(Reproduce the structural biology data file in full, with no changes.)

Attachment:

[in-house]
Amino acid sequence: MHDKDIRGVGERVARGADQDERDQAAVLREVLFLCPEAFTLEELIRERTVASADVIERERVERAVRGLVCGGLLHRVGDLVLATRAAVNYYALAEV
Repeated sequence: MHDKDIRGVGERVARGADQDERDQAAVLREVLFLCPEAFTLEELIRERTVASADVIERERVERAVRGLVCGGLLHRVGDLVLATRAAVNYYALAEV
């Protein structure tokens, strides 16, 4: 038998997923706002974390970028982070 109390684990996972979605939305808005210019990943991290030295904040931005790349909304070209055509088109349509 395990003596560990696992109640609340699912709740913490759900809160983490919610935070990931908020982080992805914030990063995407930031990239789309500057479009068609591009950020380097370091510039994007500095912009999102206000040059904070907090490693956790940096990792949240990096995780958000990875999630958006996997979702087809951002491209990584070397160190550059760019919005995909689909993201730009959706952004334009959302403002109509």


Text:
[in-house]
Amino acid sequence: MHDKDIRGVGERVARGADQDERDQAAVLREVLFLCPEAFTLEELIRERTVASADVIERERVERAVRGLVCGGLLHRVGDLVLATRAAVNYYALAEV
Repeated sequence: MHDKDIRGVGERVARGADQDERDQAAVLREVLFLCPEAFTLEELIRERTVASADVIERERVERAVRGLVCGGLLHRVGDLVLATRAAVNYYALAEV
């Protein structure tokens, strides 16, 4: 038998997923706002974390970028982070 109390684990996972979605939305808005210019990943991290030295904040931005790349909304070209055509088109349509 395990003596560990696992109640609340699912709740913490759900809160983490919610935070990931908020982080992805914030990063995407930031990239789309500057479009068609591009950020380097370091510039994007500095912009999102206000040059904070907090490693956790940096990792949240990096995780958000990875999630958006996997979702087809951002491209990584070397160190550059760019919005995909689909993201730009959706952004334009959302403002109509």